I got to sit down and talk to artist Anastasia Tasou about topics such as her artwork, social media presence, and her podcast Cosy Corner (which you should definitely go take a listen to after reading this article).
Liza: Can you give a little bit of background information about why you decided to pursue the arts?
Anastasia: The reason I started to create was because I was grieving. It was like a therapy that I applied to myself unofficially. My grandma passed away and she was like my best friend. (At the time) I was so upset and didn’t know how to deal with it. For anyone who has lost someone to a terminal illness, the grieving process is so unique and strange. I had all of these feelings and I just started to write down how I felt. Eventually, that turned into art. So, for me the reason why I started doing it I suppose was just a need to get things out.
Liza: How did you develop your style?
Anastasia: Initially it was like therapy based on me writing things. Then I would block out areas of writing so no one could see them. It was very organic and very ugly, but I think ugly is cute; it wasn’t made to be pretty and I think from there I just developed it in a sense that I continued to work from my feelings. It’s all based on honesty and realness, but I created that by applying those feelings to different things. Now I write more and longer; I am able to be confident in that way. It always has to be rooted in that honesty.
Liza: I think that’s why a lot of people are fans of your work. You’re so personal and real which is why a lot of viewers connect to it.
Anastasia: It’s amazing that anyone would care about anything I do. I think that the world is so scary, and don’t you think that when we are able to see someone be honest it’s so nice to have that connection to things isn’t it? I just try to be myself because I like it when people are honest about things as well.
Liza: Yeah! Right now, we are living in a world full of trends and standing out and being confident in your own skin is important.
Anastasia: There was a time a few years ago when there was a trend to make art that had the deep Tumblr style. I remember my pieces were being taken and posted on these accounts that would upload just “emo” quotes. It’s (the artwork) not just a trend or an aesthetic. I’m kind of protective over it because it’s more than that.
Liza: I completely understand that. When you put so much time and energy into your work you want it to be taken seriously and seen as for what it is versus as just a trend/aesthetic.
Liza: So, your work is mostly posted on Instagram. I wanted to see how you feel you have evolved as an artist from when you first began to now.
Anastasia: Do you think that question is in terms of specifically social media stuff or just in my life?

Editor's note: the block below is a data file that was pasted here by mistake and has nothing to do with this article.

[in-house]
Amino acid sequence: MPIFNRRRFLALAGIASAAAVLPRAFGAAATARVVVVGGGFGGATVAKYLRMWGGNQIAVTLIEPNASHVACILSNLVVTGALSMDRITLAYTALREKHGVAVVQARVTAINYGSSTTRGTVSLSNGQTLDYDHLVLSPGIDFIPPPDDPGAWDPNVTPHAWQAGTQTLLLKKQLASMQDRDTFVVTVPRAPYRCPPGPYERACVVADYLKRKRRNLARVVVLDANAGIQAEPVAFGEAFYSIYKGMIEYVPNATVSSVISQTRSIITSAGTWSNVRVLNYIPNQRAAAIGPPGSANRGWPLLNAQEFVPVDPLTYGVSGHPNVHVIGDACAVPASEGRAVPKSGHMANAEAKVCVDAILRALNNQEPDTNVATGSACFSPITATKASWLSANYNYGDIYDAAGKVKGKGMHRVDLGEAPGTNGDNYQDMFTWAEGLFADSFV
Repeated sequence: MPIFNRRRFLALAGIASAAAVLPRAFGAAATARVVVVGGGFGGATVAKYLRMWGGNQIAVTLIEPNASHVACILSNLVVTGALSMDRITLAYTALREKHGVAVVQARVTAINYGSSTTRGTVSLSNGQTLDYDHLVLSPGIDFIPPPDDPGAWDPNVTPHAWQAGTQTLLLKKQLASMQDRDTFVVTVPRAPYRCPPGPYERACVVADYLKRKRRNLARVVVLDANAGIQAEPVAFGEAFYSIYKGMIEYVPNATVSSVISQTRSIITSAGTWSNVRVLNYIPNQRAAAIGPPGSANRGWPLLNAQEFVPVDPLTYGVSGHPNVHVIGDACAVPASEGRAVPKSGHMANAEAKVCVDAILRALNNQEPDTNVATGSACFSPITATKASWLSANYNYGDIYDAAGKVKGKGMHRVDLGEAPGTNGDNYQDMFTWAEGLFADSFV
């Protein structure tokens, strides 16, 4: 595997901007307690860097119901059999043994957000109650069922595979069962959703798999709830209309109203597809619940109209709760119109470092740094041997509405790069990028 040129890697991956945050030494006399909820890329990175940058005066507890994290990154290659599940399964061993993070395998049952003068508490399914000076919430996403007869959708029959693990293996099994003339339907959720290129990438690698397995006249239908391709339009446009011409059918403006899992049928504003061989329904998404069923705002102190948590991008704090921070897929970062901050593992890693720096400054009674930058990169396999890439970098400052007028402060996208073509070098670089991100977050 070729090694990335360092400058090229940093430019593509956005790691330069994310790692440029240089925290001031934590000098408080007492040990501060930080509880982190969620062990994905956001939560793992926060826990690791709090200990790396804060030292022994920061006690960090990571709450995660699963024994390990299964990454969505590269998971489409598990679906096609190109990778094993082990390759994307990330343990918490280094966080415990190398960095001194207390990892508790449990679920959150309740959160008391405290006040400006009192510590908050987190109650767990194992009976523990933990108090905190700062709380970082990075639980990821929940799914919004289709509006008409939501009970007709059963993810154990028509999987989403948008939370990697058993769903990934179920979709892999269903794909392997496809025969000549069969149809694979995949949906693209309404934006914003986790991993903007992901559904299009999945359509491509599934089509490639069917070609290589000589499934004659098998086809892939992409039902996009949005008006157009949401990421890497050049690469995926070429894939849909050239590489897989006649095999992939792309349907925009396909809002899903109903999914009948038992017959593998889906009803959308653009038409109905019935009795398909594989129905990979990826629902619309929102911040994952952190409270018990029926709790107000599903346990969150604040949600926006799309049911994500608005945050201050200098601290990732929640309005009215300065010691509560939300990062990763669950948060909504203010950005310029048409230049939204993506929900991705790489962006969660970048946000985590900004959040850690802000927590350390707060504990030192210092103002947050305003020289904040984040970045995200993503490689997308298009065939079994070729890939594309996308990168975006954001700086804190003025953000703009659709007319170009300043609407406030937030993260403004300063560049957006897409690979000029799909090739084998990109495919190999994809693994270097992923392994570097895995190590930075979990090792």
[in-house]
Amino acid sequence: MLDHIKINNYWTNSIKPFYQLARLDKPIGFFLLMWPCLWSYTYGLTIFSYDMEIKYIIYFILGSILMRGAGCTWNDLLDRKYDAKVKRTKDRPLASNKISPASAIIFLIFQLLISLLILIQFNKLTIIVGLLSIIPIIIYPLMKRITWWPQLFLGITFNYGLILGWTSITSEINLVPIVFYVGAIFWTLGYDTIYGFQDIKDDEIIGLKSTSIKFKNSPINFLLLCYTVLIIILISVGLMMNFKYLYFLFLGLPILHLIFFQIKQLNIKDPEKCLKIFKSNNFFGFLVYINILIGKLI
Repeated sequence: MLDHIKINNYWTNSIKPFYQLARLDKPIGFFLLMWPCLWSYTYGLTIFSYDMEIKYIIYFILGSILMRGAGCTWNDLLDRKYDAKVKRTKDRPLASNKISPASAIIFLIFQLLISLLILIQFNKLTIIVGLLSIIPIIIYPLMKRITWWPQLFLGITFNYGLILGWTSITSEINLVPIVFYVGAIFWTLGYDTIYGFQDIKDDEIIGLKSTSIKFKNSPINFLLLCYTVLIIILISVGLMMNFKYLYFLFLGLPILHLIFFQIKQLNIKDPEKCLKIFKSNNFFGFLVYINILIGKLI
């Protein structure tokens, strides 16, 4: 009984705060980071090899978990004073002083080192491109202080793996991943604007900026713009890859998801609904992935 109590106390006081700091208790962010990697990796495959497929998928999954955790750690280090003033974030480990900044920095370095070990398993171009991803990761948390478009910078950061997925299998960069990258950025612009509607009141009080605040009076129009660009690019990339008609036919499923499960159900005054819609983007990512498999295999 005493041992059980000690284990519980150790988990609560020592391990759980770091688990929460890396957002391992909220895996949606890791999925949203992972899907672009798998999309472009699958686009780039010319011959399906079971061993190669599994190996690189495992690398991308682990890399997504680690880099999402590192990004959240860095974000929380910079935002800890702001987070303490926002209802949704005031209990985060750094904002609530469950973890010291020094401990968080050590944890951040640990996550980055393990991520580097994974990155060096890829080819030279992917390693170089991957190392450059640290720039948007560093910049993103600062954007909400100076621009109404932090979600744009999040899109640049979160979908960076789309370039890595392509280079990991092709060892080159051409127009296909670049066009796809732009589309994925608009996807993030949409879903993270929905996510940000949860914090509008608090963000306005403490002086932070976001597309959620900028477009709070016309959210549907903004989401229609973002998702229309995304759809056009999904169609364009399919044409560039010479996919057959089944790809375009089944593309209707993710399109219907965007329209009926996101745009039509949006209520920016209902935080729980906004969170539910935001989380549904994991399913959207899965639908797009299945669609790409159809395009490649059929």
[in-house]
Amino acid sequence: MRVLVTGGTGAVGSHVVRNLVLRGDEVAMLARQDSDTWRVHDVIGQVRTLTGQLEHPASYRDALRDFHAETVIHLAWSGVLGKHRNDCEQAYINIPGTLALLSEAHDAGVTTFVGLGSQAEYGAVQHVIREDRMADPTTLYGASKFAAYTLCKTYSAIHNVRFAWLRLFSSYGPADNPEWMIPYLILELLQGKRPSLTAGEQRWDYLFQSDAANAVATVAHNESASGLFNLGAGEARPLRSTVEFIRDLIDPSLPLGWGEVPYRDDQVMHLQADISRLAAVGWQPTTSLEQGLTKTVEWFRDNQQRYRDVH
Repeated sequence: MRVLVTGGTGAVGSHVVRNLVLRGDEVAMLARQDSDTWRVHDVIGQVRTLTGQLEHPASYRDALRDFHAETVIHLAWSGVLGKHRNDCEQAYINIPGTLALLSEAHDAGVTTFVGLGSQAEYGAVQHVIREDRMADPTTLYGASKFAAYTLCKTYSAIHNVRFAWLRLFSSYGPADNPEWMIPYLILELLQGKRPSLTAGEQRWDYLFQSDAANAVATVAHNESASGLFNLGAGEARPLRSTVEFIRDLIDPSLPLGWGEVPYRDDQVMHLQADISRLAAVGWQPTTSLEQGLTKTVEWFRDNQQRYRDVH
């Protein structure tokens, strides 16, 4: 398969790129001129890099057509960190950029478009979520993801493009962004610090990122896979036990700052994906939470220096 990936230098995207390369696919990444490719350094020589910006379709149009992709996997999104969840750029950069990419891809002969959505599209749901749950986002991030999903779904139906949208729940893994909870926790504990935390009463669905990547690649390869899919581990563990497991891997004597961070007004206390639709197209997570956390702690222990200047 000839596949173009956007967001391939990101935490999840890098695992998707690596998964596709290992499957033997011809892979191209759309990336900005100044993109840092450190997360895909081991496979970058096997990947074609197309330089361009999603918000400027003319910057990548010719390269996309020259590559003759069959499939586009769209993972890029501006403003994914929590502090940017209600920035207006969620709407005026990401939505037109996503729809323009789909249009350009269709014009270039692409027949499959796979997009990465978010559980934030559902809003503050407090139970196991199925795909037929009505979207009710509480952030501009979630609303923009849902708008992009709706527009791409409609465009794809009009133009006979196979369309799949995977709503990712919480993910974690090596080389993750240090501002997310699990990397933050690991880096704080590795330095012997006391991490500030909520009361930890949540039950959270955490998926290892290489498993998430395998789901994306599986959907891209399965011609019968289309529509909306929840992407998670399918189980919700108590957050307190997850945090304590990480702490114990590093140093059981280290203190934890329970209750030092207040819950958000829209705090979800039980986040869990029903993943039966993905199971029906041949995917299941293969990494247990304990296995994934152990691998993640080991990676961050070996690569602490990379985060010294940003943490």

Anastasia: They are kind of intertwined. I am definitely less confident now than when I first started posting. I truly think that comes down to how badly Instagram works at the moment for artists and creators. There is so much pressure with social media, particularly Instagram. It has affected people so hard because you feel like you have to constantly create. At the beginning, when Instagram was kind of more normal, you could use it as this creative tool. I was just confident to post things that I felt were right and I think that I lost some of that confidence because now I think ‘oh no what if someone doesn’t like it’ or ‘what if no one sees it.’ I am trying at the moment to get back to that me that didn’t think about that. One positive thing though is that I feel really happy about my work because I really enjoy writing. Like I said before I feel like I can write longer stuff and I am really excited about that. If only the internet was an easier place.
Liza: What do you feel like social media platforms can be doing better to help artists?
Anastasia: Wouldn’t it be great if the people that followed could see your work? That’s just the main thing. To give people an equal platform where you don’t need to pay extra to have your work seen. But also, maybe I am getting into the bad habit of talking about how bad social media is when without it I wouldn’t have the job where I have been able to make art every day. It is such a nice community so there are some positives as well. The platform may not be that great but at least they bring amazing people together which I think is the main thing.
Me: I heard that Instagram a couple of weeks ago announced that they are no longer pushing photos and will be prioritizing videos. That’s such a big concern because fine artists and photographers aren’t going to have their work seen as much and I wanted to hear what your thoughts are on that.
Anastasia: Not everyone is comfortable making reels and doing TikToks. Can’t we just post a nice picture of our work and move on? I feel like people want to be connected to people that are sharing art or that are doing amazing things, but they are just not being shown their work. Community is the best thing, and the worst thing are the people at the top who are controlling everything. It was so cool back in the day, I know I sound 100 years old, when you had Instagram and it was just pictures. You could find other people and see so many inspiring things but now it’s just huge stores advertising.
Liza: Do you feel that pressure of not being able to change your style or do you want to try something new but you're afraid that's not the content that your followers expect you to post?